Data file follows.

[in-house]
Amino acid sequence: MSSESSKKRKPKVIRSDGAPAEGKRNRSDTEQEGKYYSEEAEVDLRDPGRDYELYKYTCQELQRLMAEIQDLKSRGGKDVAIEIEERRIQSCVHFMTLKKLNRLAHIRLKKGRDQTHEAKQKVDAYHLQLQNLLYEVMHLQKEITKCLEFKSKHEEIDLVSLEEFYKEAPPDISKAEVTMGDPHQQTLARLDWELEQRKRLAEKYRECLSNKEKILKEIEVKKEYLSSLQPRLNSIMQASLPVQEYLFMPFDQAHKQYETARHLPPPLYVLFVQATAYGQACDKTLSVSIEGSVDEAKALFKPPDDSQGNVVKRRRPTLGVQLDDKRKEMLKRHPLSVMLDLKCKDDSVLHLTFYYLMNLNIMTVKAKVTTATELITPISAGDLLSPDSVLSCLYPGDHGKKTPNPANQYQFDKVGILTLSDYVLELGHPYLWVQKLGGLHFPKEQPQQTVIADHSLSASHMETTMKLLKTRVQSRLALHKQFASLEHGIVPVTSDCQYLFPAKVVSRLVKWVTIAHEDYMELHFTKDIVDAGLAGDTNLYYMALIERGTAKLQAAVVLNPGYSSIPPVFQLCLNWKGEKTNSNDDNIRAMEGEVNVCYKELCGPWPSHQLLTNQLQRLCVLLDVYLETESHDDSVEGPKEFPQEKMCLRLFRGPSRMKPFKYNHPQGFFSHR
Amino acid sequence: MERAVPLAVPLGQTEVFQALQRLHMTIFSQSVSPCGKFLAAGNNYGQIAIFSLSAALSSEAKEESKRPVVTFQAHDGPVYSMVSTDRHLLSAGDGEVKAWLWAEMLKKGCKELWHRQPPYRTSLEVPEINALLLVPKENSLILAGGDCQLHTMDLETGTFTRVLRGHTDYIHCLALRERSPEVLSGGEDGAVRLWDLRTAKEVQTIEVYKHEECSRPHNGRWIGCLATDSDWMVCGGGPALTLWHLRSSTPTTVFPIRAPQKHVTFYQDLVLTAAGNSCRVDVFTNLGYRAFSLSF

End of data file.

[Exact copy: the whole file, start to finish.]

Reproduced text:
[in-house]
Amino acid sequence: MSSESSKKRKPKVIRSDGAPAEGKRNRSDTEQEGKYYSEEAEVDLRDPGRDYELYKYTCQELQRLMAEIQDLKSRGGKDVAIEIEERRIQSCVHFMTLKKLNRLAHIRLKKGRDQTHEAKQKVDAYHLQLQNLLYEVMHLQKEITKCLEFKSKHEEIDLVSLEEFYKEAPPDISKAEVTMGDPHQQTLARLDWELEQRKRLAEKYRECLSNKEKILKEIEVKKEYLSSLQPRLNSIMQASLPVQEYLFMPFDQAHKQYETARHLPPPLYVLFVQATAYGQACDKTLSVSIEGSVDEAKALFKPPDDSQGNVVKRRRPTLGVQLDDKRKEMLKRHPLSVMLDLKCKDDSVLHLTFYYLMNLNIMTVKAKVTTATELITPISAGDLLSPDSVLSCLYPGDHGKKTPNPANQYQFDKVGILTLSDYVLELGHPYLWVQKLGGLHFPKEQPQQTVIADHSLSASHMETTMKLLKTRVQSRLALHKQFASLEHGIVPVTSDCQYLFPAKVVSRLVKWVTIAHEDYMELHFTKDIVDAGLAGDTNLYYMALIERGTAKLQAAVVLNPGYSSIPPVFQLCLNWKGEKTNSNDDNIRAMEGEVNVCYKELCGPWPSHQLLTNQLQRLCVLLDVYLETESHDDSVEGPKEFPQEKMCLRLFRGPSRMKPFKYNHPQGFFSHR
Amino acid sequence: MERAVPLAVPLGQTEVFQALQRLHMTIFSQSVSPCGKFLAAGNNYGQIAIFSLSAALSSEAKEESKRPVVTFQAHDGPVYSMVSTDRHLLSAGDGEVKAWLWAEMLKKGCKELWHRQPPYRTSLEVPEINALLLVPKENSLILAGGDCQLHTMDLETGTFTRVLRGHTDYIHCLALRERSPEVLSGGEDGAVRLWDLRTAKEVQTIEVYKHEECSRPHNGRWIGCLATDSDWMVCGGGPALTLWHLRSSTPTTVFPIRAPQKHVTFYQDLVLTAAGNSCRVDVFTNLGYRAFSLSF